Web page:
• CHAPTER VII - Against those who assert that it is not proper for "with whom" to be said of the Son, and that the proper phrase is "through whom."
  • CHAPTER VIII - In how many ways "through whom" is used; and in what sense "with whom" is more suitable. Explanation of how the Son receives a commandment, and how late is sent.
  • CHAPTER IX - Definitive conceptions about the Spirit which conform to the teaching of the Scriptures.
  • CHAPTER X - Against those who say that it is not right to rank the Holy Spirit with the Father and the Son.
  • CHAPTER XI - That they who deny the Spirit are transgressors.
  • CHAPTER XII - Against those who assert that the baptism in the name of the Father alone is sufficient.
  • CHAPTER XIII - Statement of the reason why in the writings of Paul the angels are associated with the Father and the Son.
  • CHAPTER XIV - Objection that some were baptized unto Moses and believed in him, and an answer to it; with remarks upon types.
  • CHAPTER XV - Reply to the suggested objection that we are baptized "into water." Also concerning baptism.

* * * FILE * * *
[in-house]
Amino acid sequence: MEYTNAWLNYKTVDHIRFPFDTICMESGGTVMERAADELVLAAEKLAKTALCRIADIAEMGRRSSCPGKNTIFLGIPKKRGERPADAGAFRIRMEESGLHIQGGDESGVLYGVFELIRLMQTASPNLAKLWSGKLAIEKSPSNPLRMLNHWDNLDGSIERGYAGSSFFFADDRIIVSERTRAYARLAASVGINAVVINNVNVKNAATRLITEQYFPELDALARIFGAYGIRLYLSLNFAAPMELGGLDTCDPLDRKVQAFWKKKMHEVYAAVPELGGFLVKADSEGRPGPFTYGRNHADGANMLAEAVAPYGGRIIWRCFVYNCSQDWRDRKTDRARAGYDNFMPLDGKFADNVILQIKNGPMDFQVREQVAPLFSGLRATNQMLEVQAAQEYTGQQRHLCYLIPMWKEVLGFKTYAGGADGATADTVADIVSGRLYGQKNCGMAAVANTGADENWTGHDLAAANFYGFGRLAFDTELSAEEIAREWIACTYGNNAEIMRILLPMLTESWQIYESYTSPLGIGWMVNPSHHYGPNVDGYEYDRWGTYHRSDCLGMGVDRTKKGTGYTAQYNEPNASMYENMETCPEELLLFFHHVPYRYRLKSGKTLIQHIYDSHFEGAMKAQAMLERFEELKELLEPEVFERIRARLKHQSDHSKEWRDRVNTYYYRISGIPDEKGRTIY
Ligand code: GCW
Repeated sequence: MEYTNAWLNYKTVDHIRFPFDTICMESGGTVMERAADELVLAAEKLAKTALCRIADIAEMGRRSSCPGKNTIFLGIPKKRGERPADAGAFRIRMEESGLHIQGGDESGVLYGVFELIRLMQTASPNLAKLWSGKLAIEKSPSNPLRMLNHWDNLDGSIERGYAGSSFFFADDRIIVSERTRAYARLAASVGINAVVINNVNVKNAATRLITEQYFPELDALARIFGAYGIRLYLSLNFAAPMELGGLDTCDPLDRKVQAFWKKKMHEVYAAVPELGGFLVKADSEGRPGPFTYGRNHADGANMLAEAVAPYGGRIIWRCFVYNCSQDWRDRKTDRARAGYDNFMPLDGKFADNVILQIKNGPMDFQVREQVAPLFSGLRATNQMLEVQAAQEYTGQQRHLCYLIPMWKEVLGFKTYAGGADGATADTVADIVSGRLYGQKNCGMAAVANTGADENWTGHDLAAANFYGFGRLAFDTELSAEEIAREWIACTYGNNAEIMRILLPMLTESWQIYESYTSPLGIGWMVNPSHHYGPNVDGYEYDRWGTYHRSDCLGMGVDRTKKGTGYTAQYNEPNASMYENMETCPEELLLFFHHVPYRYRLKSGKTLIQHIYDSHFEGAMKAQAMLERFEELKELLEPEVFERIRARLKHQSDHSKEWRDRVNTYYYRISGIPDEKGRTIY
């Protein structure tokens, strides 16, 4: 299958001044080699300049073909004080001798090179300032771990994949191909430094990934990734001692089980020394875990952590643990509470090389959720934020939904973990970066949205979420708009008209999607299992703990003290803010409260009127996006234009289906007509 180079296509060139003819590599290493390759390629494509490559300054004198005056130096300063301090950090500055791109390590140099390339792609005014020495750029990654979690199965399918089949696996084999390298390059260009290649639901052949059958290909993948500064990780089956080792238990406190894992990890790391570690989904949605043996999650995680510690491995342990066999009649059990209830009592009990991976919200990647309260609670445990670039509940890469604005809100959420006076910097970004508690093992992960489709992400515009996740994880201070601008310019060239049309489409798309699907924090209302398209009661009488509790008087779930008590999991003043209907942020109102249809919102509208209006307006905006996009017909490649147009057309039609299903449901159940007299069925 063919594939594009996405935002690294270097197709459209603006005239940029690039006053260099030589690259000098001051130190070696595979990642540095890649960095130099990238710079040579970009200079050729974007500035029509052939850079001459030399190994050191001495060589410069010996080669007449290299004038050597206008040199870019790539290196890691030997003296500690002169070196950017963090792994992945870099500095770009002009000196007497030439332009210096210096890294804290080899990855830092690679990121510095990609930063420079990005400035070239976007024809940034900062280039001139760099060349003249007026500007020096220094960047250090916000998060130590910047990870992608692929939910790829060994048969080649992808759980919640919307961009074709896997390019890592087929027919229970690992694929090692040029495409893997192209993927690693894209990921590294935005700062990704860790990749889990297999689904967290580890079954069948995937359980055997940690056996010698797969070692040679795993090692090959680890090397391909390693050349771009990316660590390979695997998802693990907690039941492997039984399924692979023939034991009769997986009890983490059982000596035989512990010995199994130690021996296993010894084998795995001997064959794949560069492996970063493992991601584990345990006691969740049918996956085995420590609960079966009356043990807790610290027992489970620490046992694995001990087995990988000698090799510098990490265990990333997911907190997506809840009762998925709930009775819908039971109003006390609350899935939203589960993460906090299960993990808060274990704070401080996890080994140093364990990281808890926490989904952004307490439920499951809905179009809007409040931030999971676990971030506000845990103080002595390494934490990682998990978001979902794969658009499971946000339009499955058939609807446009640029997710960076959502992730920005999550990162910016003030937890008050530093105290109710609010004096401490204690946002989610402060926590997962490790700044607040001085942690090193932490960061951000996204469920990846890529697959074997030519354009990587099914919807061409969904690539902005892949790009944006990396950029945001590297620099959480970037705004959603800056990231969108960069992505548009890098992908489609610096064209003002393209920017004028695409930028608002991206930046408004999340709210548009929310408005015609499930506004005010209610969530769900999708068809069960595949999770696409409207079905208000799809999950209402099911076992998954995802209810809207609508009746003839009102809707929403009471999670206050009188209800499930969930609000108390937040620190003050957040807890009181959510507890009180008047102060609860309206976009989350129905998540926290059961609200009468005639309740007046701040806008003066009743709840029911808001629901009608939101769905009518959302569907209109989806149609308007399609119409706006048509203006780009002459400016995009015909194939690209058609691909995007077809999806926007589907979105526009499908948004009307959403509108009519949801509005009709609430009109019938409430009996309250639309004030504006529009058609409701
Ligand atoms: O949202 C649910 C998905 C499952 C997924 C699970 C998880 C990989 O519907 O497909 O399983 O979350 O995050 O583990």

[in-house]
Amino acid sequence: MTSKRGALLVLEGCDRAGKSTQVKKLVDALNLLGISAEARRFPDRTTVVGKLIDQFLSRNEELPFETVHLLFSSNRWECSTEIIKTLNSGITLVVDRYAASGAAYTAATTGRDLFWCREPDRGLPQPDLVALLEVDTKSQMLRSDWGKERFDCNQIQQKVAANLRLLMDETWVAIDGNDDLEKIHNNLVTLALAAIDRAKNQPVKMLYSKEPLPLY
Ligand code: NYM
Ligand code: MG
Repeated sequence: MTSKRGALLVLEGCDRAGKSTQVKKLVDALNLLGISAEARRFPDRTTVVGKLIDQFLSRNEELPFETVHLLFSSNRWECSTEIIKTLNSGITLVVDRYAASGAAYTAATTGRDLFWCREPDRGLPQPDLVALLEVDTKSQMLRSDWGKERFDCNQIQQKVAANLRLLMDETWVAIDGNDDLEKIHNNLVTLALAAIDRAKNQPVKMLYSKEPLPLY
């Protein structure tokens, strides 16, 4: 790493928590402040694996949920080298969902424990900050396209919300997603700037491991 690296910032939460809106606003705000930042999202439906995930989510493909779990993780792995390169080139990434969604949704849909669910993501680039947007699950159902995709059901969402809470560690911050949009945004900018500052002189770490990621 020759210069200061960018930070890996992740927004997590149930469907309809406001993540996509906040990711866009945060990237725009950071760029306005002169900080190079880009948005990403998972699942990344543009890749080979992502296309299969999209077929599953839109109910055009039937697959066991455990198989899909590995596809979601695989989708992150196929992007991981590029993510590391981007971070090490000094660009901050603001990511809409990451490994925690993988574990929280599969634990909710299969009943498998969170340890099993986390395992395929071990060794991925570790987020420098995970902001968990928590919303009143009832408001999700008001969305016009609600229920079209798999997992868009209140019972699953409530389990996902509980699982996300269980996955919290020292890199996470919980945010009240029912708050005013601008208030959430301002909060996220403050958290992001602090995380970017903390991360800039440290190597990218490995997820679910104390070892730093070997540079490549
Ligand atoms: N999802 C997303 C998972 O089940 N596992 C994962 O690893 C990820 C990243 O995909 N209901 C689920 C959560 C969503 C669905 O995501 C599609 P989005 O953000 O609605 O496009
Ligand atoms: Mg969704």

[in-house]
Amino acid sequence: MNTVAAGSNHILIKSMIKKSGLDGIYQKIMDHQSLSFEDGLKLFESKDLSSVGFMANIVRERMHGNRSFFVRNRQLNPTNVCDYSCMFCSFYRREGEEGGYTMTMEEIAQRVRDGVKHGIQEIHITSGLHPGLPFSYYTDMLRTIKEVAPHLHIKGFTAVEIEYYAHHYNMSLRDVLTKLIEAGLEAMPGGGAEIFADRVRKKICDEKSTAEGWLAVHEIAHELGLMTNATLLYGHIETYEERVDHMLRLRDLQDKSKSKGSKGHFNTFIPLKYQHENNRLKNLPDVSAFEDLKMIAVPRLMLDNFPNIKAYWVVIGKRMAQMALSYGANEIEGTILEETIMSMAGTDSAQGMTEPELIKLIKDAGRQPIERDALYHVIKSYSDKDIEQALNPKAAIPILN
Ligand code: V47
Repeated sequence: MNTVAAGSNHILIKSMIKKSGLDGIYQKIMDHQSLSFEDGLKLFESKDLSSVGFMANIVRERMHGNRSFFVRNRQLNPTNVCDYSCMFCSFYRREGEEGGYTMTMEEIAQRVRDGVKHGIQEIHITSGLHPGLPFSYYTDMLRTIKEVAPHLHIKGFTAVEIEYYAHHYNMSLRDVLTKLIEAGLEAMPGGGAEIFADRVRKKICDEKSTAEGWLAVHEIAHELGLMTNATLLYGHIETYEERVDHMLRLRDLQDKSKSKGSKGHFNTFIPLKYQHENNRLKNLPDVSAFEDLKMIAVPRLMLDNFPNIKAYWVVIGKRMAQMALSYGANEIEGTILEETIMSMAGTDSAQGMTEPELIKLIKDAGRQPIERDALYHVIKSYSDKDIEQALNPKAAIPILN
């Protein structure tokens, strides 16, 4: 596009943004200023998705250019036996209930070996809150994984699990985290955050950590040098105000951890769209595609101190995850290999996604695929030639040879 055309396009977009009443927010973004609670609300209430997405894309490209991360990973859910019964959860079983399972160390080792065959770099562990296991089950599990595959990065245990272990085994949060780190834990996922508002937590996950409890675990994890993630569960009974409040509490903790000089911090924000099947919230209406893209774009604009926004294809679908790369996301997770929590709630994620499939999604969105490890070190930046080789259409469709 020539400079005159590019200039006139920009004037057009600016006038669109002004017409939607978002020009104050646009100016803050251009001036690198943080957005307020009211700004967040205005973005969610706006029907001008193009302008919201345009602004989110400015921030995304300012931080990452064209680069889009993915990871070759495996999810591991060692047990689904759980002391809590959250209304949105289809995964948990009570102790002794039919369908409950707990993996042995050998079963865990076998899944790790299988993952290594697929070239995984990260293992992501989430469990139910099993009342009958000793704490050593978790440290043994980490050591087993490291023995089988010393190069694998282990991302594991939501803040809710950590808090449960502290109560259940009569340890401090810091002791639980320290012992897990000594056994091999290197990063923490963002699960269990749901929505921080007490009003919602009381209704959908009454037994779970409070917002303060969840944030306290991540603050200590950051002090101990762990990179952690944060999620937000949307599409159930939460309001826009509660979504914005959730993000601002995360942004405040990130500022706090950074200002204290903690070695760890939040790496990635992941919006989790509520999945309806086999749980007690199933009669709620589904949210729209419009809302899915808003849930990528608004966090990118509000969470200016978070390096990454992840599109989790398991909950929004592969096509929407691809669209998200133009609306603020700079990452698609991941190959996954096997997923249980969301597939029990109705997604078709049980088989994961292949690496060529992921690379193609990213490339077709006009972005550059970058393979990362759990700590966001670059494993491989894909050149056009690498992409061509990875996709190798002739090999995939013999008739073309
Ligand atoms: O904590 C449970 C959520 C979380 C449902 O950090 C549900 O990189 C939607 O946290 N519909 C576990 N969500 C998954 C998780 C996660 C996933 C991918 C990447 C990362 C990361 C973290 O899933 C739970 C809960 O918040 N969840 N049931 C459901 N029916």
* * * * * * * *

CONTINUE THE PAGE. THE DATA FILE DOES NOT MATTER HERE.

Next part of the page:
• CHAPTER XVI - That the Holy Spirit is in every conception separable from the Father and the Son, alike in the creation of perceptible objects, in the dispensation of human affairs, and in the judgment to came.
  • CHAPTER XVII - Against those who say that the Holy Ghost is not to be numbered with, but numbered under, the Father and the Son. Wherein moreover there is a summary notice of the faith concerning right sub-numeration.
  • CHAPTER XVIII - In what manner in the confession of the three hypostases we preserve the pious dogma of the Monarchia. Wherein also is the refutation of them that allege that the Spirit is subnumerated.
  • CHAPTER XIX - Against those who assert that the Spirit ought not to be glorified.